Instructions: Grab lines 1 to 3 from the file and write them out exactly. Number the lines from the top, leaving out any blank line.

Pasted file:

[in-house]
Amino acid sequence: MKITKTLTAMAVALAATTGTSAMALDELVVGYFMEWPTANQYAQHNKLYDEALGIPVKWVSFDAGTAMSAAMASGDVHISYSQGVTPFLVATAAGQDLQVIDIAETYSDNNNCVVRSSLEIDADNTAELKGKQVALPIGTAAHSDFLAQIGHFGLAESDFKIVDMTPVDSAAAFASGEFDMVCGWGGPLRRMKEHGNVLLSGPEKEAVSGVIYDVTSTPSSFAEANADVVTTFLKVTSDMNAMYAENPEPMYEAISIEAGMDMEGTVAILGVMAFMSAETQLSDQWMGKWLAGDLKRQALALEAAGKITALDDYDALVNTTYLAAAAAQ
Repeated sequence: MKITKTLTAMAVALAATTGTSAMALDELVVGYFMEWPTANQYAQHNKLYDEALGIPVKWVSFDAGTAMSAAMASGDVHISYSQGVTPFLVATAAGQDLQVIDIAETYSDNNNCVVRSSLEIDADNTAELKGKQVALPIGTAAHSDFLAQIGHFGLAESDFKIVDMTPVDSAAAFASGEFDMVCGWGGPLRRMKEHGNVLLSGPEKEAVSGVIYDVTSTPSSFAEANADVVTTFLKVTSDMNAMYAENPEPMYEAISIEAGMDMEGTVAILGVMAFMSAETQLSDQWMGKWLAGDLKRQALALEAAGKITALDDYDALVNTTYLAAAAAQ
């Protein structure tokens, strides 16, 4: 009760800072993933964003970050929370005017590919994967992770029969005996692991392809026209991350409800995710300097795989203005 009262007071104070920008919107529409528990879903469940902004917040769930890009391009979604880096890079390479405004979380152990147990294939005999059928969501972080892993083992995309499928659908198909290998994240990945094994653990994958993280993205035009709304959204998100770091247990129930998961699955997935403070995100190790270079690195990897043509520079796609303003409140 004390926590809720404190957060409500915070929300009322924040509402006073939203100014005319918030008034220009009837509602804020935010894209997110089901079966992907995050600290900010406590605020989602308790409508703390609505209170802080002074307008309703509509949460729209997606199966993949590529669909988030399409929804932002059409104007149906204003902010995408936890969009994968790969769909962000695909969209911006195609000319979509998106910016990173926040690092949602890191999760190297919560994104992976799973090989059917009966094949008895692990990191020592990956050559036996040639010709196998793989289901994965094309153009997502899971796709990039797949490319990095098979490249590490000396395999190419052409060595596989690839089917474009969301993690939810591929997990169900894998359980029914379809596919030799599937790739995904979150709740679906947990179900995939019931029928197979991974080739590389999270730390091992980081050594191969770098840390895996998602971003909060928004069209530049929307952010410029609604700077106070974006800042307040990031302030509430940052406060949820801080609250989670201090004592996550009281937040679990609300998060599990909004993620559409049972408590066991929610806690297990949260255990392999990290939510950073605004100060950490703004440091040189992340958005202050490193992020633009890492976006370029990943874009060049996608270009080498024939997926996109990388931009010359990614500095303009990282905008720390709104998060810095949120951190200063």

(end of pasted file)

[in-house]
Amino acid sequence: MKITKTLTAMAVALAATTGTSAMALDELVVGYFMEWPTANQYAQHNKLYDEALGIPVKWVSFDAGTAMSAAMASGDVHISYSQGVTPFLVATAAGQDLQVIDIAETYSDNNNCVVRSSLEIDADNTAELKGKQVALPIGTAAHSDFLAQIGHFGLAESDFKIVDMTPVDSAAAFASGEFDMVCGWGGPLRRMKEHGNVLLSGPEKEAVSGVIYDVTSTPSSFAEANADVVTTFLKVTSDMNAMYAENPEPMYEAISIEAGMDMEGTVAILGVMAFMSAETQLSDQWMGKWLAGDLKRQALALEAAGKITALDDYDALVNTTYLAAAAAQ
Repeated sequence: MKITKTLTAMAVALAATTGTSAMALDELVVGYFMEWPTANQYAQHNKLYDEALGIPVKWVSFDAGTAMSAAMASGDVHISYSQGVTPFLVATAAGQDLQVIDIAETYSDNNNCVVRSSLEIDADNTAELKGKQVALPIGTAAHSDFLAQIGHFGLAESDFKIVDMTPVDSAAAFASGEFDMVCGWGGPLRRMKEHGNVLLSGPEKEAVSGVIYDVTSTPSSFAEANADVVTTFLKVTSDMNAMYAENPEPMYEAISIEAGMDMEGTVAILGVMAFMSAETQLSDQWMGKWLAGDLKRQALALEAAGKITALDDYDALVNTTYLAAAAAQ